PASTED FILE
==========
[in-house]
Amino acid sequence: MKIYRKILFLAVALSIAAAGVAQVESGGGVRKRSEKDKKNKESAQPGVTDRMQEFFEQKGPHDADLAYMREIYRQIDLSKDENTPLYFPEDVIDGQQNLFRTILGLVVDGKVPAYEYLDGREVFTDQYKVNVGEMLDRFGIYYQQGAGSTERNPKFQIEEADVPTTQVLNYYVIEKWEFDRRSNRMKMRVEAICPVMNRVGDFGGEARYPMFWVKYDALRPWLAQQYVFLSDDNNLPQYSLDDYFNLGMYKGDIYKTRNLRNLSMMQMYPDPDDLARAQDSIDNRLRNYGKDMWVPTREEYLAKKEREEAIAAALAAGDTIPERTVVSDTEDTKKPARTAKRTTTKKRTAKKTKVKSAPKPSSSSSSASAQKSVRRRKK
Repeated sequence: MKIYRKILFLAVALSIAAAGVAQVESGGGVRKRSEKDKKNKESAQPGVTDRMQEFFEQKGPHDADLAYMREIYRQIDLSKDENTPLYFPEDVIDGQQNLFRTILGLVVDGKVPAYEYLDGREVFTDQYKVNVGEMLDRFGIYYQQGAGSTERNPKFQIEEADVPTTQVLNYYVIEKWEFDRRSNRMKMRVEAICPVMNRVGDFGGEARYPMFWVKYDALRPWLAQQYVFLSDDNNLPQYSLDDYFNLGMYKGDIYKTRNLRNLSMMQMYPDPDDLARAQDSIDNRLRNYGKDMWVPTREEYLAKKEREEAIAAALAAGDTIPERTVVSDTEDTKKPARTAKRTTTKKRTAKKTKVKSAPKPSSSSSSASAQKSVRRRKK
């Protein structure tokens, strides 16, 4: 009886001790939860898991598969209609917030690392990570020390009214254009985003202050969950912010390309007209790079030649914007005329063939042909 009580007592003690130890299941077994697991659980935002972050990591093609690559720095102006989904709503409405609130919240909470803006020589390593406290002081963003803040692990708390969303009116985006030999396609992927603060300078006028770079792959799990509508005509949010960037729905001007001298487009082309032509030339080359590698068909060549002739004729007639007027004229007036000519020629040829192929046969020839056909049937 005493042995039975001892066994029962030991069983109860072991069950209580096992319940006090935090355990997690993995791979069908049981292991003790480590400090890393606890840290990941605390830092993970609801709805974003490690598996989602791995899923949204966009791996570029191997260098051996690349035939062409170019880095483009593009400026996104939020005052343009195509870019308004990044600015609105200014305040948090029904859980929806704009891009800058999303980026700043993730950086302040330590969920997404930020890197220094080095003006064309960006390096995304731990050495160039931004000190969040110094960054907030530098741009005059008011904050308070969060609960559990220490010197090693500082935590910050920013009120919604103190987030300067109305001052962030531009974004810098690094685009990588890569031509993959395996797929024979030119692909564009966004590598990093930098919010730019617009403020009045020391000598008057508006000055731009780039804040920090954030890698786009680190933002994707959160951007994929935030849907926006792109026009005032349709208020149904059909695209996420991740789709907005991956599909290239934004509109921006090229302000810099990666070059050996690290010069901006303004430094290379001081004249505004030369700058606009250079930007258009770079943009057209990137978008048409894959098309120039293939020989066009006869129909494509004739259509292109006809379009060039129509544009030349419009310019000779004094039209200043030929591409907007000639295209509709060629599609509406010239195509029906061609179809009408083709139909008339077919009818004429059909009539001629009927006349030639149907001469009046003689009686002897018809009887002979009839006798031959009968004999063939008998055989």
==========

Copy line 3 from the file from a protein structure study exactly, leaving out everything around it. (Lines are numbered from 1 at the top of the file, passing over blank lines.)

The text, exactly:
Repeated sequence: MKIYRKILFLAVALSIAAAGVAQVESGGGVRKRSEKDKKNKESAQPGVTDRMQEFFEQKGPHDADLAYMREIYRQIDLSKDENTPLYFPEDVIDGQQNLFRTILGLVVDGKVPAYEYLDGREVFTDQYKVNVGEMLDRFGIYYQQGAGSTERNPKFQIEEADVPTTQVLNYYVIEKWEFDRRSNRMKMRVEAICPVMNRVGDFGGEARYPMFWVKYDALRPWLAQQYVFLSDDNNLPQYSLDDYFNLGMYKGDIYKTRNLRNLSMMQMYPDPDDLARAQDSIDNRLRNYGKDMWVPTREEYLAKKEREEAIAAALAAGDTIPERTVVSDTEDTKKPARTAKRTTTKKRTAKKTKVKSAPKPSSSSSSASAQKSVRRRKK